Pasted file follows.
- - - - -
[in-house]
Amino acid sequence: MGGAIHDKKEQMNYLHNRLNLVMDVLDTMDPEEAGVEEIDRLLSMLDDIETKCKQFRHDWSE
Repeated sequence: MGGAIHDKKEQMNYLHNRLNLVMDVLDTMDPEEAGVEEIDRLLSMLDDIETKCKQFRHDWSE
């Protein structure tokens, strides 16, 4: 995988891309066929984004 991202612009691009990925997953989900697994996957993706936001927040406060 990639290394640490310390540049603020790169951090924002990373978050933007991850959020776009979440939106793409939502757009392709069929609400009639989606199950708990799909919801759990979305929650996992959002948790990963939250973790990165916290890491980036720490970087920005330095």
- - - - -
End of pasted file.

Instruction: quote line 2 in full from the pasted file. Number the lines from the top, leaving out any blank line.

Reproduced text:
Amino acid sequence: MGGAIHDKKEQMNYLHNRLNLVMDVLDTMDPEEAGVEEIDRLLSMLDDIETKCKQFRHDWSE